Since the appearance of his first book of stories in English, Ha Jin has won the National Book Award and the PEN/Faulkner Award, and garnered comparisons to Dickens, Balzac, and Isaac Babel. "Like Babel," wrote Francine Prose in The New York Times Book Review, "Ha Jin observes everything . . . yet he tells the reader only--and precisely--as much as is needed to make his deceptively simple fiction resonate on many levels."
In his luminous new novel, the author of Waiting deepens his portrait of contemporary Chinese society while exploring the perennial conflicts between convention and individualism, integrity and pragmatism, loyalty and betrayal. Professor Yang, a respected teacher of literature at a provincial university, has had a stroke, and his student Jian Wan--who is also engaged to Yang's daughter--has been assigned to care for him. What at first seems a simple if burdensome duty becomes treacherous when the professor begins to rave: pleading with invisible tormentors, denouncing his family, his colleagues, and a system in which a scholar is "just a piece of meat on a cutting board."
Are these just manifestations of illness, or is Yang spewing up the truth? And can the dutiful Jian avoid being irretrievably compromised? For in a China convulsed by the Tiananmen uprising, those who hear the truth are as much at risk as those who speak it. At once nuanced and fierce, earthy and humane, The Crazed is further evidence of Ha Jin's prodigious narrative gifts.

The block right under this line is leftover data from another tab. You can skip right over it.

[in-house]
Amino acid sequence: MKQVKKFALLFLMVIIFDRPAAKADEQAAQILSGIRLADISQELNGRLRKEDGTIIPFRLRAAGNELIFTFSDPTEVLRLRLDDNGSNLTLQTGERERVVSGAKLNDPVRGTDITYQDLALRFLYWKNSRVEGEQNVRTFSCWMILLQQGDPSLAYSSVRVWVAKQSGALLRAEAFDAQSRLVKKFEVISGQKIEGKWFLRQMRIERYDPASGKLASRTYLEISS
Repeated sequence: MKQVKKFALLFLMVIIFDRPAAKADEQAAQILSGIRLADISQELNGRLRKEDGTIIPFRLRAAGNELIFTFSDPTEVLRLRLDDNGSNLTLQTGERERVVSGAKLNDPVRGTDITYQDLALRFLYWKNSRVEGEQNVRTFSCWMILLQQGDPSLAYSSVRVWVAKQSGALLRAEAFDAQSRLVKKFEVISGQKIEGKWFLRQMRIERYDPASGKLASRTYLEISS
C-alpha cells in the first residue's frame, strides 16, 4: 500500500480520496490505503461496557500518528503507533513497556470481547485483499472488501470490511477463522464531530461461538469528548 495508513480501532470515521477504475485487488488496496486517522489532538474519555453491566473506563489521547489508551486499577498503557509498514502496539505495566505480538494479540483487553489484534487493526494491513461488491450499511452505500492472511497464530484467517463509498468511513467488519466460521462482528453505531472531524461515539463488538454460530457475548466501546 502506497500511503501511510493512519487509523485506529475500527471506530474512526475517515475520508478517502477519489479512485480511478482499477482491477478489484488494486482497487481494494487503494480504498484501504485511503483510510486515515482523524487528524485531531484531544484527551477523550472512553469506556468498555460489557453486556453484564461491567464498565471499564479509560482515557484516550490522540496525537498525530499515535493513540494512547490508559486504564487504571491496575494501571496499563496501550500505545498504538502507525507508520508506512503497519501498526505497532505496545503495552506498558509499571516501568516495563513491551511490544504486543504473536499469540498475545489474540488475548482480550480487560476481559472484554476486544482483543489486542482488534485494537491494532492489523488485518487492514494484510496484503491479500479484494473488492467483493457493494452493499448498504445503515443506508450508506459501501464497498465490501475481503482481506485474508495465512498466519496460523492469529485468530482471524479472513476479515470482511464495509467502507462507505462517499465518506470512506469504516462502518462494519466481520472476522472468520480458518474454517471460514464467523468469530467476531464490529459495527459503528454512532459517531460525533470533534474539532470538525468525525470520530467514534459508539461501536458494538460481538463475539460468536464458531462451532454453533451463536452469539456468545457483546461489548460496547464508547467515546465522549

On the day after the Tiananmen Square massacre of 1989, Jian Wan, the narrator of Ha Jin's powerful new novel, comes upon two weeping students. "I'm going to write a novel to fix all the fascists on the page," says one of them. The other responds, "yes... we must nail them to the pillory of history." Ha's novel is written in the conviction that writers don't nail anyone to anything: at best, they escape nailing themselves. Jian is a graduate student in literature at provincial Shanning University. In the spring of 1989, his adviser, Professor Yang, suffers a stroke, and Jian listens as the bedridden Yang raves about his past. Yang's bitterness about his life under the yoke of the Communist Party infects Jian, who decides to withdraw from school. His fiancee Professor Yang's daughter, Meimei breaks off their engagement in disgust, but Jian is heartened by a trip into the countryside, after which he decides that he will devote himself to helping the province's impoverished peasants. His plan is to become a provincial official, but the Machiavellian maneuverings of the Party secretary of the literature department a sort of petty Madame Mao cheat him of this dream, sending him off on a hapless trip to Beijing and Tiananmen Square. Despite this final quixotic adventure, Ha's story is permeated by a grief that won't be eased or transmuted by heroic images of resistance. Jian settles for shrewd, small rebellions, to prevent himself from becoming "just a piece of meat on a chopping board." Like Gao Xingjian, Ha continues to refine his understanding of politics as an unmitigated curse.
Copyright 2002 Reed Business Information, Inc. -- PUBLISHERS WEEKLY.
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January 05, 2004
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Excerpt from The Crazed by Ha Jin